There are promising signs that regardless of the outcome of the upcoming NSW Election, effective alcohol policy reform will remain a top priority for the NSW Government.
A new report has found strong support among all major parties for evidence-based measures to reduce alcohol harms, with NSW again distinguishing itself among its state and territory counterparts.
In a clear win for the State, both the Liberal National Coalition and the Labor Party fully supported maintaining the ban on political donations from the alcohol industry, and committed funding for a dedicated Fetal Alcohol Spectrum Disorder (FASD) clinic to be established at the Children’s Hospital at Westmead in Sydney.
In January the NSW and ACT Alcohol Policy Alliance (NAAPA) wrote to the six major parties and two independents contesting the 2015 NSW state election, requesting responses to 15 key alcohol policy questions.
NAAPA received a joint response from the Liberal National Coalition and responses from Labor, the Greens, the Christian Democratic Party and independent Alex Greenwich MP; all of whom conveyed their support, either in full or partially, for around half of the proposed policies.
The Christian Democratic Party received top marks for the scorecard (15/15) indicating full support for all measures recommended by NAAPA to prevent alcohol harms in NSW, closely followed by the Greens (14/15).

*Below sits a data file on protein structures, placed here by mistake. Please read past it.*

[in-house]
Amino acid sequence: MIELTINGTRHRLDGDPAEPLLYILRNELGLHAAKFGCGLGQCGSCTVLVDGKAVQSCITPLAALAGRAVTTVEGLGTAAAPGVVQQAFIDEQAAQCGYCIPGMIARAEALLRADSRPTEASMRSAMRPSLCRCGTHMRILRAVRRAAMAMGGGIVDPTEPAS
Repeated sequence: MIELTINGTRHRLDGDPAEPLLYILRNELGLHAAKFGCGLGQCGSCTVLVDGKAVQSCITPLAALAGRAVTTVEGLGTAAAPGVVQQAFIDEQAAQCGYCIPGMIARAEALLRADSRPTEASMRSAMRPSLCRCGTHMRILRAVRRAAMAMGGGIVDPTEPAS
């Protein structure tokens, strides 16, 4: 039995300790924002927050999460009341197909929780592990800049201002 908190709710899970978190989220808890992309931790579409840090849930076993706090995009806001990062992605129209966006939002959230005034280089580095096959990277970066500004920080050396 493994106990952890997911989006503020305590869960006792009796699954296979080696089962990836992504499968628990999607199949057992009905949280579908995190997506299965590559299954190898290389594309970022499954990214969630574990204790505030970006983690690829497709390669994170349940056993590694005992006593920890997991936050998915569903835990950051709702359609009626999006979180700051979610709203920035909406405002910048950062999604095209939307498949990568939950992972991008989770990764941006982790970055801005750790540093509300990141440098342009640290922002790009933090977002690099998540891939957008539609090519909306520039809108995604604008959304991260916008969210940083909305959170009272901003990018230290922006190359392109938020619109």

The Liberal National Coalition and Labor each supported three measures in full. The Coalition partially supported a further eight policies in part, while Labor indicated partial support for four measures, receiving final scores of 11/15 and 7/15 respectively.
Less than a week out from the state election, NAAPA is particularly pleased with the responses from the two major parties in NSW, providing voters with an assurance that their future government will take a sensible approach to alcohol harm prevention.
The Coalition and Labor both reaffirmed that they have no plans to change the current ban on political donations which prevents politicians from being unduly influenced by vested interests in the liquor, gambling and tobacco industries.
They were also in agreement that greater support for children and families living with FASD is needed. Labor has committed million to a FASD diagnostic clinic at Westmead; and the Coalition followed suit last week with an announcement that the Baird Government would invest million into a new Centre for the Prevention of Harm to Children and Adolescents from Drugs and Alcohol if re-elected.
It is extremely heartening to see such strong bipartisan support for evidence-based alcohol policy from both major parties.
The rest of the country could learn much from NSW on tackling alcohol harms. We are now seeing in NSW a greater awareness and willingness to embrace evidence-based alcohol policy and address alcohol harms more broadly, and I applaud the parties in NSW for the leadership they are showing on this issue.